SBC to hold ‘Dolphins of Sarawak’ talk
Contrary to their local name “ikan lumba-lumba” dolphins are mammals and not fish (or ikan in Malay). These cetaceans or marine mammals related to whales and porpoises are known to be highly intelligent, agile and playful creatures.
To learn more, Sarawak Biodiversity Centre (SBC) will be holding an awareness talk entitled ‘Dolphins of Sarawak’ this Oct 3 at 3 pm at its lecture theatre.
The aim of the talk is to create awareness and appreciation towards the biodiversity that we have here in Sarawak, including those that inhabit our marine or coastal areas.
The talk will be presented by Cindy Peter, a fulltime research fellow in Institute of Biodiversity and Environmental Conservation, University Malaysia Sarawak (UNIMAS).
Cindy who is also a local dolphin expert specialising in marine biology has been working with the Sarawak Dolphin Project since 2008 and obtained her MSc through her work on the Irrawaddy dolphins of Sarawak.
During the talk, she will present information on the four species of dolphins found in the waters of Sarawak, their ecology the frequency of dolphin sightings according to their species, and its conservation efforts.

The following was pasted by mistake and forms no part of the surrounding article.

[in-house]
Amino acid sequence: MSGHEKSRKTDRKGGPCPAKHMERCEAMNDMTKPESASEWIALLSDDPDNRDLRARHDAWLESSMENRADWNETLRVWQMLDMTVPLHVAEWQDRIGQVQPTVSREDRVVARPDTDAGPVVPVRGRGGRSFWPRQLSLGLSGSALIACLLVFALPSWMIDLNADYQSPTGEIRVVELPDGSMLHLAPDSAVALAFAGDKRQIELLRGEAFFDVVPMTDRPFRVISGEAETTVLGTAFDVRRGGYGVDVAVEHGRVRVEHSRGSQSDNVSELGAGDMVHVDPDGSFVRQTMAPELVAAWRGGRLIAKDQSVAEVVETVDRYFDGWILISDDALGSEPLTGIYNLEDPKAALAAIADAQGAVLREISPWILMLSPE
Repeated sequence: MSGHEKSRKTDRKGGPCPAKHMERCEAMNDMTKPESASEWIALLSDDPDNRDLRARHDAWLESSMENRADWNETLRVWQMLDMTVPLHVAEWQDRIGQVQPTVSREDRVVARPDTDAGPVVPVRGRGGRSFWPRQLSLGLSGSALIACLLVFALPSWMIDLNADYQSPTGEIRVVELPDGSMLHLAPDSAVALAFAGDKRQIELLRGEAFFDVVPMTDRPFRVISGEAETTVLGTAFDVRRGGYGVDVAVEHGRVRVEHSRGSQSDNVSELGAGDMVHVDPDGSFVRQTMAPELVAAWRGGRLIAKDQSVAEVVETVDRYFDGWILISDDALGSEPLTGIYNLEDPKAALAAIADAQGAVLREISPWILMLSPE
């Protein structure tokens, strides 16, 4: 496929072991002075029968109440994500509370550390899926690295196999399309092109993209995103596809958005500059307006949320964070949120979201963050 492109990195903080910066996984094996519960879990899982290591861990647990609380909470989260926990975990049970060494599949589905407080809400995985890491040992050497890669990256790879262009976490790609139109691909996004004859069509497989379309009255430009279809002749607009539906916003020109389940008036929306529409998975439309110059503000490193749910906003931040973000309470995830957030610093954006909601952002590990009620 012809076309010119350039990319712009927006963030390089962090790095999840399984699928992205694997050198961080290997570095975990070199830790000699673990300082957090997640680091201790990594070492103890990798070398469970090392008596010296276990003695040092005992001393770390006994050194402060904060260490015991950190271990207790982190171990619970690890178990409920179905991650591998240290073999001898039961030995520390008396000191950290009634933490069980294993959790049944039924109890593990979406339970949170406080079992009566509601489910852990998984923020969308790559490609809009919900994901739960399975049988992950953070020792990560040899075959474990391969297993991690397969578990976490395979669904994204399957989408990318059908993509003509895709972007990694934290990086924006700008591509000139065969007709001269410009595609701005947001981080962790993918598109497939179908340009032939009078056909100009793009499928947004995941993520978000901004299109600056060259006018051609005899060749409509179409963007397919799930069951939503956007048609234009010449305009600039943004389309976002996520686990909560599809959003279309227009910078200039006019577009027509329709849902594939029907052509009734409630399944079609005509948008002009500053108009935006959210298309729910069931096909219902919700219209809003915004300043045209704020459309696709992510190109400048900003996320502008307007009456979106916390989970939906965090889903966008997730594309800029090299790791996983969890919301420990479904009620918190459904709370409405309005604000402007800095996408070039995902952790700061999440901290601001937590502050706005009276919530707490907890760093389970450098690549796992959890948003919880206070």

Apart from this, Cindy has also given talks and training to tour guide operators on the ethics of dolphin watching, a popular tour package for tourists along the Santubong coastline.
Members of the public can expect to take home valuable knowledge on dolphins, their behavior and their existence, close to many of us, as well as Sarawak’s natural heritage.
Those who arrive early on Oct 3 may also take a stroll around SBC’s ethnobotanical garden, and prior to that, they have to inform SBC so that their officers may facilitate the stroll.
SBC’s series of public talks are part of the centre’s awareness and appreciation programme.
Those interested in attending the talk are to register their names and contact numbers with Constance Vanessa or Ha-mim Marzuki at 082-610610 or at email@example.com or firstname.lastname@example.org by Oct 1.
The talk is open to the public and is free of charge.